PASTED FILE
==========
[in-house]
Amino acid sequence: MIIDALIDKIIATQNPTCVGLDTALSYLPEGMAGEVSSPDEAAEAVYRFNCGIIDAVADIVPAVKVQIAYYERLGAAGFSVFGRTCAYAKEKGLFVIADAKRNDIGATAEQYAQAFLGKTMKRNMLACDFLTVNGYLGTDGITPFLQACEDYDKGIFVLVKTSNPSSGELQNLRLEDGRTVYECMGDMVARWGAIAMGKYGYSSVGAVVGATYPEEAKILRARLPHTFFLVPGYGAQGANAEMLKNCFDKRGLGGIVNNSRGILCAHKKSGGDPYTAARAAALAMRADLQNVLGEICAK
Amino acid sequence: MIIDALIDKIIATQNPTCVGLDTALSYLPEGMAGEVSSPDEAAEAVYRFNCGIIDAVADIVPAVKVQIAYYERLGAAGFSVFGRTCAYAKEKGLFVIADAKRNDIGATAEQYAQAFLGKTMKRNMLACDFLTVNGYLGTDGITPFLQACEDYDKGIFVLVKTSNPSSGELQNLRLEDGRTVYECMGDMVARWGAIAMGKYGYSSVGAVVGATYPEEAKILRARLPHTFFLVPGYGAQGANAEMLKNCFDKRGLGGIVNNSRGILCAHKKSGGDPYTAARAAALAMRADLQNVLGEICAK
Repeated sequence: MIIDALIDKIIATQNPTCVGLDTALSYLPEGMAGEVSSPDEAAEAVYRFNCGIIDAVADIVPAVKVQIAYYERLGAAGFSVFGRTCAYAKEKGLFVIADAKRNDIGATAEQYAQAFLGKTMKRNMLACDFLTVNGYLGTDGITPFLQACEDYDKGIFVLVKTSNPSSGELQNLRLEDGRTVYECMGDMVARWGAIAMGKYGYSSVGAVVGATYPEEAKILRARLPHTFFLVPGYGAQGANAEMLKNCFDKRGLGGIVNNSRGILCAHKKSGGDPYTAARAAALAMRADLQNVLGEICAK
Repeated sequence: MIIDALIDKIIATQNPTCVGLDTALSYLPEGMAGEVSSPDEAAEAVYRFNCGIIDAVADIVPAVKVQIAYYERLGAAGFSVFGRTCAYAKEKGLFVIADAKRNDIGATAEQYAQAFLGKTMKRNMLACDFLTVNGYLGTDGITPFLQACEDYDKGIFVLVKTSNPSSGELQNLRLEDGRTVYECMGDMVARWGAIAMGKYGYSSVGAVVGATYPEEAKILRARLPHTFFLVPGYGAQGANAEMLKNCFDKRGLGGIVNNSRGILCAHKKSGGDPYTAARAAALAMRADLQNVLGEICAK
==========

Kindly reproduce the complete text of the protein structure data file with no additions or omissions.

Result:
[in-house]
Amino acid sequence: MIIDALIDKIIATQNPTCVGLDTALSYLPEGMAGEVSSPDEAAEAVYRFNCGIIDAVADIVPAVKVQIAYYERLGAAGFSVFGRTCAYAKEKGLFVIADAKRNDIGATAEQYAQAFLGKTMKRNMLACDFLTVNGYLGTDGITPFLQACEDYDKGIFVLVKTSNPSSGELQNLRLEDGRTVYECMGDMVARWGAIAMGKYGYSSVGAVVGATYPEEAKILRARLPHTFFLVPGYGAQGANAEMLKNCFDKRGLGGIVNNSRGILCAHKKSGGDPYTAARAAALAMRADLQNVLGEICAK
Amino acid sequence: MIIDALIDKIIATQNPTCVGLDTALSYLPEGMAGEVSSPDEAAEAVYRFNCGIIDAVADIVPAVKVQIAYYERLGAAGFSVFGRTCAYAKEKGLFVIADAKRNDIGATAEQYAQAFLGKTMKRNMLACDFLTVNGYLGTDGITPFLQACEDYDKGIFVLVKTSNPSSGELQNLRLEDGRTVYECMGDMVARWGAIAMGKYGYSSVGAVVGATYPEEAKILRARLPHTFFLVPGYGAQGANAEMLKNCFDKRGLGGIVNNSRGILCAHKKSGGDPYTAARAAALAMRADLQNVLGEICAK
Repeated sequence: MIIDALIDKIIATQNPTCVGLDTALSYLPEGMAGEVSSPDEAAEAVYRFNCGIIDAVADIVPAVKVQIAYYERLGAAGFSVFGRTCAYAKEKGLFVIADAKRNDIGATAEQYAQAFLGKTMKRNMLACDFLTVNGYLGTDGITPFLQACEDYDKGIFVLVKTSNPSSGELQNLRLEDGRTVYECMGDMVARWGAIAMGKYGYSSVGAVVGATYPEEAKILRARLPHTFFLVPGYGAQGANAEMLKNCFDKRGLGGIVNNSRGILCAHKKSGGDPYTAARAAALAMRADLQNVLGEICAK
Repeated sequence: MIIDALIDKIIATQNPTCVGLDTALSYLPEGMAGEVSSPDEAAEAVYRFNCGIIDAVADIVPAVKVQIAYYERLGAAGFSVFGRTCAYAKEKGLFVIADAKRNDIGATAEQYAQAFLGKTMKRNMLACDFLTVNGYLGTDGITPFLQACEDYDKGIFVLVKTSNPSSGELQNLRLEDGRTVYECMGDMVARWGAIAMGKYGYSSVGAVVGATYPEEAKILRARLPHTFFLVPGYGAQGANAEMLKNCFDKRGLGGIVNNSRGILCAHKKSGGDPYTAARAAALAMRADLQNVLGEICAK